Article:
Photo below, Encephalartos ferox: "Native to southern Mozambique and the northern parts of the Natal district of South Africa. Localities are fairly close to the ocean and this species is found in shaded areas, often on sand dunes and beneath overhead brush trees. In these localities no severe cold is seen and humidity is high. The name of this species refers to the Latin word "fierce" referring to the prominent pointed lobes on the leaflets." (source)
It's a pretty magical feeling to stroll through these huge, ancient, plants.
Dioon edule (the chestnut dioon), native to Mexico.
Dioon holmgrenii, a rare species from the state of Oaxaca, Mexico.
Plantings on both sides of the walkway made for nice viewing from above and below.
Following this pathway would take us away from the cycads, so we won't go that way quite yet.
But we will come back to those bromeliads at the end of this post.
I wasn't able to get the name of this beauty.
This oddball is Encephalartos gratus, native to Malawi and Mozambique.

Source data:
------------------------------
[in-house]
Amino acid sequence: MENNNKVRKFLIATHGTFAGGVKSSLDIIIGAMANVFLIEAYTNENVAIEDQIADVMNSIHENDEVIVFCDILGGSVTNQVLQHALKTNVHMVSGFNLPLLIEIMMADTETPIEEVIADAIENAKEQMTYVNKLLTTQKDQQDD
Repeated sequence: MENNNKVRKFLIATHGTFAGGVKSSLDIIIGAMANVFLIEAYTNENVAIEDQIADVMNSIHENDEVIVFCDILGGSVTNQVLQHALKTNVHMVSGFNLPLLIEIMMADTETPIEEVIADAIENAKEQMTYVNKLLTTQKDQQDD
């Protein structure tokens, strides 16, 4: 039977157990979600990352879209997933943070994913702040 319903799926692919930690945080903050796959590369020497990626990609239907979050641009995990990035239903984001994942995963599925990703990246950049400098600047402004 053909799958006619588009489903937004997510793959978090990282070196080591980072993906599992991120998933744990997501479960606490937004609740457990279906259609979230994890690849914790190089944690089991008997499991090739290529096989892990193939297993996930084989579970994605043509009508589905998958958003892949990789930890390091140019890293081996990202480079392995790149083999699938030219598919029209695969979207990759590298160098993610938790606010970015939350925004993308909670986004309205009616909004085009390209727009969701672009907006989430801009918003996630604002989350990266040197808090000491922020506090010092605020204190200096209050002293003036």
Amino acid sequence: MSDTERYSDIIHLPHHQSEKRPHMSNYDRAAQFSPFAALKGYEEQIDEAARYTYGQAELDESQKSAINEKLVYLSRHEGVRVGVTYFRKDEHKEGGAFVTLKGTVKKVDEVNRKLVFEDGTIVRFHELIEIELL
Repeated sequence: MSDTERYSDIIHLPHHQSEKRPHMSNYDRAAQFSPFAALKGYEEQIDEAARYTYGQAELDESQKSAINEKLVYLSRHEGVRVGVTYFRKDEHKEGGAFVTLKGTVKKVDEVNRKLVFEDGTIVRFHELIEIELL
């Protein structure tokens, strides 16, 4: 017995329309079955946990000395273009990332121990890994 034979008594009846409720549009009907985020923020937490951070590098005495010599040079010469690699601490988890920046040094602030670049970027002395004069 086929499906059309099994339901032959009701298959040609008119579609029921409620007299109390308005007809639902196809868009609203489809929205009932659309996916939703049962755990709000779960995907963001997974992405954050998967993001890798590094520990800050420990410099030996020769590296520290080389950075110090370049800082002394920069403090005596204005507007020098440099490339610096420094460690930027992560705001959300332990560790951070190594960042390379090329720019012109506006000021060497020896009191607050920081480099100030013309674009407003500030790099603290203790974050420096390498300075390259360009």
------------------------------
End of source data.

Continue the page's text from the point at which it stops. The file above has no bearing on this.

Kalanchoe (mixing things up a bit)
Dioon merolae, native to Chiapas and Oaxaca, Mexico
x Graptoveria 'Fred Ives' perhaps?
No ID on this one either, but I am guessing Encephalartos arenarius—it's also the last of the cycads as I wrap up this post with a look at more of the "companion" plantings.
Another lovely mass of graptoveria (I think, graptopetalum vs. graptoveria, I get confused). Whatever it is I wish it was hardy in my zone.
Check out that mounted staghorn fern!
At first glance I thought this was Agave 'Joe Hoak' but it's not, instead it's one of the gorgeous variegated Agave attenuata.
And back to those bromeliads from earlier. I've never seen seed capsules forming on a bromeliad bloom, that is until now. Look to the right...
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